Good Morning Silicon Valley reports that a judge ordered several Florida teens to post an apology video to YouTube after they “threw soda at a Taco Bell worker through a drive-through window and proudly posted their actions on YouTube.” This sorry conduct is called “fire in the hole.”
According to The Today Show:
The “fire in the hole” prank is popular on YouTube, and even today it’s not hard to find plenty of examples there. But [victim Jessica] Ceponis didn’t know that then; she thought it was a personal attack on her. Then a co-worker told her that it was a video prank that was posted online, first on a prank site and then on YouTube.
Ceponis went from feeling victimized to being very angry. She viewed the video and tracked one of the boys to his MySpace site, where she befriended him. She eventually found out where he lived and called his mother, who gave her the name of the other boy.
Thanks to Ceponis’ detective work, both boys were charged with assault as juveniles and were ordered to perform 100 hours of community service, pay the Taco Bell restaurant where Ceponis worked for the costs of cleaning up the mess, and post an apology video on YouTube.
There’s no doubt that the instant notoriety of YouTube and other Web 2.0 sites can encourage those wanting their 15 minutes of fame. But it also shows that victims might use those same sites to track down wrongdoers.
What about the shaming aspect of this case, i.e., the mandatory YouTube apology, found here? I understand why the teens — as juveniles — weren’t ordered to show their names or faces. But it’s hard to see how anonymous YouTube apologies serve much in the way of either specific or general deterrence.
SCOTUSblog reports that the Supreme Court today issued decisions in two high-profile patent cases. According to SCOTUSblog, Microsoft won (7-1) in Microsoft v. AT&T, and in KSR v. Teleflex, a unanimous Court ruled that the Federal Circuit had applied too narrow a standard for determining “obviousness.”
Note: BOGO means “buy one, get one free.”
New Year’s Resolution: catching up on my blogging. Along those lines, my St. Thomas colleague Fred Light brought to my attention last term to an interesting administrative order from the United States District Court for the Southern District of Florida.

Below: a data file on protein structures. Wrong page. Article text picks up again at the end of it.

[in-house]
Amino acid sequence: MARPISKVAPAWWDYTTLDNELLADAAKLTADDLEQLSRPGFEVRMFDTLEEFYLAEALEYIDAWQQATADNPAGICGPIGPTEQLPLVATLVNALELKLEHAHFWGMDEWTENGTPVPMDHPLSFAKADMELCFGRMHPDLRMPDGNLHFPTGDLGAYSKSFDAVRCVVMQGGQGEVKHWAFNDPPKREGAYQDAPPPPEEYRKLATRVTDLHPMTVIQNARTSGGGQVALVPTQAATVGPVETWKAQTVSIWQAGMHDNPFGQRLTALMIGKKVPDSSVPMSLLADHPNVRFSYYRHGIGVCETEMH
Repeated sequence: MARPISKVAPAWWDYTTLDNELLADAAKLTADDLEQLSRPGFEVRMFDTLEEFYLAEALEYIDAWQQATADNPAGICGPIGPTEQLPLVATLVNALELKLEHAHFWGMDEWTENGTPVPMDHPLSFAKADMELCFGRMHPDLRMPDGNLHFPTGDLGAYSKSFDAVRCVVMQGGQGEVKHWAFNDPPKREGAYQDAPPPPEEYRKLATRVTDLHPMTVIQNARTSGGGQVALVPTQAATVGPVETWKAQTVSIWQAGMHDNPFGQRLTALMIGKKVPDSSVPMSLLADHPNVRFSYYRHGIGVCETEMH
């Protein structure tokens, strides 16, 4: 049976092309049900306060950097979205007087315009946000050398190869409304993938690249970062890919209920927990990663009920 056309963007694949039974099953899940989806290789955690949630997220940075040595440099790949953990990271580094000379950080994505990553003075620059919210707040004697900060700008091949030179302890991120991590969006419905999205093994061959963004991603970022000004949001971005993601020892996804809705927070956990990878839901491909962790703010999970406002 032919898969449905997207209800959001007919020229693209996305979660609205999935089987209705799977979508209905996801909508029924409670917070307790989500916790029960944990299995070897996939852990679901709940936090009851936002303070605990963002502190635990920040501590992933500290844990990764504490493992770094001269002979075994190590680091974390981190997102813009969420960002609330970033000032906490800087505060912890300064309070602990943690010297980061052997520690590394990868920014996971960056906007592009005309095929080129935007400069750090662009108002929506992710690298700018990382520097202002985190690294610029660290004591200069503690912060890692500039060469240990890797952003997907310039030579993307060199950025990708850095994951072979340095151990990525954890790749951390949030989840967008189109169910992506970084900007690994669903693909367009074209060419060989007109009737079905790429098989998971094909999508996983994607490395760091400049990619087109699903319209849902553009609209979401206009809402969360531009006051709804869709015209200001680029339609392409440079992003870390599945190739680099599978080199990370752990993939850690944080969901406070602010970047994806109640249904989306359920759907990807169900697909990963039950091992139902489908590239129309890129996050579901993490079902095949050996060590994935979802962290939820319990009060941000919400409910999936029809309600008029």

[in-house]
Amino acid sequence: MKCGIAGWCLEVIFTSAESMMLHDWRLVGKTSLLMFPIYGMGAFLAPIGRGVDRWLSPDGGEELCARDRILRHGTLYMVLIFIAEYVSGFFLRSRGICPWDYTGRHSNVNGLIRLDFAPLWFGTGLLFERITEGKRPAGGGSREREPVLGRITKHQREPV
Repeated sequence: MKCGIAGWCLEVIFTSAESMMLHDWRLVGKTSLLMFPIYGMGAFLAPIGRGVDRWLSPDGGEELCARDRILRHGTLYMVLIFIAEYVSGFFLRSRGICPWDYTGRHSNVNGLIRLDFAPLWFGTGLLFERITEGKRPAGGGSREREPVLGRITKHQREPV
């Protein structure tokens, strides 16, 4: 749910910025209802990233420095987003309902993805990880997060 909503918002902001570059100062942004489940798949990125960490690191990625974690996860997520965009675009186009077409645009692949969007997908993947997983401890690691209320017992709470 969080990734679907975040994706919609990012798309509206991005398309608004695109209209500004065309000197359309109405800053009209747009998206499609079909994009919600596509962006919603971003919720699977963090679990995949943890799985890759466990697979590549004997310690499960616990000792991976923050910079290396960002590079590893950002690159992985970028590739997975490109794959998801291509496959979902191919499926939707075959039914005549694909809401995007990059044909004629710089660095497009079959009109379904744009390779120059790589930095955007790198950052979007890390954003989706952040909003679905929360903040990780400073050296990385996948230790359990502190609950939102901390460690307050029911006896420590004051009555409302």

The order, entitled In re: Cellular Phone and Electronic Equipment Usage in the Courthouse, addresses legitimate concerns over the presence and use of cell phones — and particularly camera phones — in the courtroom. It designates persons who can bring cell or camera phones to court but warns that “[n]o cellular phones of any kind may be used in a courtroom or jury deliberations room and no photographs of any kind may be taken in any federal courthouse facility.” Penalties for violations include 30 days in jail and/or a fine of $5000 and/or punishment for contempt of court.
Woe to the first person in a Miami courtroom whose Motorola Razr blares out Iron Butterfly’s In-A-Gadda-Da-Vida as a ringtone.
Thanks to dreamingyakker at Flickr, who licensed the photo through this Creative Commons license.
Out with the old and in with the new.
Although Labcorp v. Metabolite was dismissed last week, in this morning’s order list, the Supreme Court granted certiorari in KSR v. Teleflex (No. 04-1350, docket here). Previous commentary at Patently-O. The issue is the obviousness test used by the Federal Circuit in patent cases. This promises to be a major case.
The Supreme Court issued a decision this morning dismissing the writ of certiorari in Laboratory Corporation of America Holdings v. Metabolite Laboratories, Inc. as improvidently granted. Justice Breyer, joined by Justices Stevens and Souter, dissented from the dismissal.
Decision here. Discussion at Patently-O here.